Farewell to the Monarch

Posted by: Aamir

Apr 16th, 2007 • Category: Eye CandyTags: , ,

The Monarch Butterfly, known for its bright flashy colors, is a very common species found in North America. You might think this creature is fragile and delicate, but read on to see why this tiny little flapper is so special and spectacular.

You are probably aware that a lot of animals and birds migrate every year in the winter to warmer places and return back in the summer. I bet you did not know that these Monarch Butterflies travel over 2500 miles every year to beat the freezing winters.

The migration of monarch butterflies begins in fall from Canada and the northernmost part of the United States. A million monarchs from the eastern part of the Rocky mountains migrate to Texas and Mexico; whereas monarchs from the western part of the Rocky mountains migrate to California. In spring, these butterflies return back to their summer homes up in the north.

So, why do butterflies have a need to migrate? Cold temperatures below 55ºF make it impossible for them to flutter their wings and temperatures below 40ºF paralyze them. To you, it means you need to put on your leather jackets and gloves, but to the butterflies this means certain death as they wont be able to fly and gather food. This is the reason they fly south during winter to beat the freezing cold and to find food.

Then why do they fly back north in spring? Butterfly larvae thrive on milkweed plants which are abundant up north. This is is why they migrate north in Spring where they reproduce in thousands. Also, the summer heat in the south is too hot for them and hence they fly back north where it is cooler.

Migration is a one way journey for all monarchs. This means that the butterflies that traveled south in the fall reproduce and die, and their great grand-children complete the northward journey. In spite of the fact that it is their fourth generation that completes the return journey, these butterflies return to exactly the same spot every year flying over 2500 miles. No one knows how the monarchs manage to do this, but it is something amazing.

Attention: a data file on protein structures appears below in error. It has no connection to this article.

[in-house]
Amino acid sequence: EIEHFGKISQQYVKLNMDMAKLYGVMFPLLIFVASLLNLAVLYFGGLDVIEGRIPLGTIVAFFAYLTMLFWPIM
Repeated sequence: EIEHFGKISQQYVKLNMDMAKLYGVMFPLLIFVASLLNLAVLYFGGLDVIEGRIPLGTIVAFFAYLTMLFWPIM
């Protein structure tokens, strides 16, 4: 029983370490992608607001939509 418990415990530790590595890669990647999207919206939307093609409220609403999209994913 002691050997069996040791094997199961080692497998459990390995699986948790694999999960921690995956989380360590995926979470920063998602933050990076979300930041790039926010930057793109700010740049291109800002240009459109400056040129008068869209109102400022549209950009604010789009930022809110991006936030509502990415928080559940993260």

If the temperature is below 60ºF, they huddle up in big clusters in the branches of their roosting tree. Once in the cluster, they conserve and share the heat to keep each other warm by spreading out their wings and covering the monarch next to them. They arrive in California by end of November and leave by the end of March.

By December and January, when the weather is the coldest, their clusters could contain hundreds or upto thousands of monarchs. They pick a strategic location high up in the tree which gets the sun’s first rays in the morning and last rays in the evening thereby utilizing the sun’s heat to the fullest.

By mid-February, these clusters break up completely and the monarchs flutter around to gather nectar. In the spring, they reproduce and their offspring will make the return trip to the north. The male monarchs are recognized by the two dots on their lower hind wing. The female monarchs are recognized by their thick black veins on their upper wing.